Hillary Clinton illness trends; no evidence of illness

Let us begin with this disclaimer: There is no evidence there is anything wrong with Hillary Clinton's health.

Nevetherless, the insinuation by Donald Trump and his supporters that she may be secretly sick has triggered a remarkable jump in searches on Google about Hillary Clinton's health. According to Google, for the week of Aug. 21 – Aug. 28, three of the top ten Hillary Clinton-related search terms were health-linked: “Hillary Clinton illness,” “Hillary Clinton health,” and “Hillary Clinton illness video.” (At least one YouTube video purporting to show Clinton's "symptoms" has more than 3 million views.) There were no policy-related searches in the top ten.

The week prior, only “Hillary Clinton health” made the top ten list, and before Aug. 7, it was not showing up in top Hillary searches at all.

Last month, fake medical documents began circulating online suggesting that Clinton suffered from seizures and dementia. The story played large on conservative websites and ultimately made it into the mainstream media when Trump said Clinton  "lacks the mental and physical stamina to take on ISIS" in an Aug. 15 speech. His campaign surrogates repeated claims that she has an undisclosed illness.

Clinton's campaign ultimately responded to the chatter, offering a detailed critique of the unorthodox letter Trump's doctor released to vouch for the real estate mogul's health.

The Google results show Trump was clearly able to insert Clinton's health into the political conversation, but it is unclear how that affects the race — or whether it does at all. "You have an electorate where there are almost no undecideds," said Eric Jaye, founder of San Francisco-based Storefront Political Media. If you drilled down into the search data, Jaye said, "you would see that almost all of those searches would come from people who are already for Donald trump."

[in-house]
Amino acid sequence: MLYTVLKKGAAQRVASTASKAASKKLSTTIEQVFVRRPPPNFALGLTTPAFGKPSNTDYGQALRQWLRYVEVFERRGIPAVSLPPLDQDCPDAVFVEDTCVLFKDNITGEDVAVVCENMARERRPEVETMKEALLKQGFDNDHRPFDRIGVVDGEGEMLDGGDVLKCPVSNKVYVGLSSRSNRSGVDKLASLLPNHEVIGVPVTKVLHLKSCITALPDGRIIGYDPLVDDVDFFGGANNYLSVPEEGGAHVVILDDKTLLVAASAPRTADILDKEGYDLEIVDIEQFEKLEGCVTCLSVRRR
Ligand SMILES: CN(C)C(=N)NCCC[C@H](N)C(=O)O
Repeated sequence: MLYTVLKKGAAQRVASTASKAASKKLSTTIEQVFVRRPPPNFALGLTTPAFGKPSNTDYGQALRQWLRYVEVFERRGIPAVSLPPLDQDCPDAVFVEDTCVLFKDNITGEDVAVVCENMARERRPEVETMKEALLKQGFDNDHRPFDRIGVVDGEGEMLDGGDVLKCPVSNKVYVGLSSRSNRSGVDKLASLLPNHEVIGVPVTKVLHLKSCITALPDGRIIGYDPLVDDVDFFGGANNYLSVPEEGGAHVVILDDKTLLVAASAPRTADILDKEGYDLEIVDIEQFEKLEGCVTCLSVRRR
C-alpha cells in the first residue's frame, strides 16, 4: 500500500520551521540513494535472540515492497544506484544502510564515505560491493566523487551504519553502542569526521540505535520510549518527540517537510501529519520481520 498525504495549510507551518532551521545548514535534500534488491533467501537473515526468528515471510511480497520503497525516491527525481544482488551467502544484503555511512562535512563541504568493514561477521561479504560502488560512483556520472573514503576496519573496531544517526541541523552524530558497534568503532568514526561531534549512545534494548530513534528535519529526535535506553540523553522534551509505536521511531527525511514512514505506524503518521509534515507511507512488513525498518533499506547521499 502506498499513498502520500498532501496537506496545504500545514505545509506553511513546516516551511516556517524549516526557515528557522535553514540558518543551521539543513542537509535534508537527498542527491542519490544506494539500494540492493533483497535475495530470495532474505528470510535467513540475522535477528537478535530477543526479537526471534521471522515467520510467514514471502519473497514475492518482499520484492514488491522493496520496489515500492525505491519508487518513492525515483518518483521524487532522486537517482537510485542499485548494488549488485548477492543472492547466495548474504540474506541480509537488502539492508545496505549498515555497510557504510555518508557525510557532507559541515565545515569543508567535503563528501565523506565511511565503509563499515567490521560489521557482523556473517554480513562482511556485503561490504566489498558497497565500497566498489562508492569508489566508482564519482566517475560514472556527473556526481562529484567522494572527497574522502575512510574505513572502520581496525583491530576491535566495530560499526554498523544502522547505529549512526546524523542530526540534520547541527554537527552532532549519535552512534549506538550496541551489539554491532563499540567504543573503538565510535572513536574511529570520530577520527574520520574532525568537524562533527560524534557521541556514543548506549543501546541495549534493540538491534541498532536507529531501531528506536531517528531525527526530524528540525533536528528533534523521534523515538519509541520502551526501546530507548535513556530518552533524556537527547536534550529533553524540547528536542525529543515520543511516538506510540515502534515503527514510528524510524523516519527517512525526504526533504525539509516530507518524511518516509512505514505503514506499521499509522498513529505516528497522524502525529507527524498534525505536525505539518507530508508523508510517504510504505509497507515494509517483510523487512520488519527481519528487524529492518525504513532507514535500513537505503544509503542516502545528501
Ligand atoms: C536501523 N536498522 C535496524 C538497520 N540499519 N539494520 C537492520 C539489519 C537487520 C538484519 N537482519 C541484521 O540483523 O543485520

Jaye — whose firm works for Democrats but is not working fro Clinton — said the Clinton campaign has little to fear from this chatter. "I'm not sure that Hillary Clinton is particularly concerned about what Matt Drudge's audience thinks."

Digital marketing expert Michael Griffin of Fish Marketing in Portland, Ore., said the burst of health searches may simply reflect the passion of a relatively small number of web users who are enthusiastic Trump supporters. "It is impressive that [Trump] is able to leverage new media this way," Griffin said, but the strategy would more successful with for a niche brand or product. "You are taking that core group and making them even more rabid fans."

Phoenix-based Republican strategist Kim Owens of the political firm Meridian sees it differently. She says people are going to Google for information about these stories because they believe the mainstream media will not provide straight answers. "People are looking for their own answers" because there is "an underlying concern about the truth in reporting."

It is worth noting that Clinton is not the only one who can lose control of the Google search narrative.

The third week of August, three of the top 10 searches related to Donald Trump were "Trump statue," "Donald Trump statue" and "naked Trump statue" after unflattering statues of him were unveiled in 4 cities.


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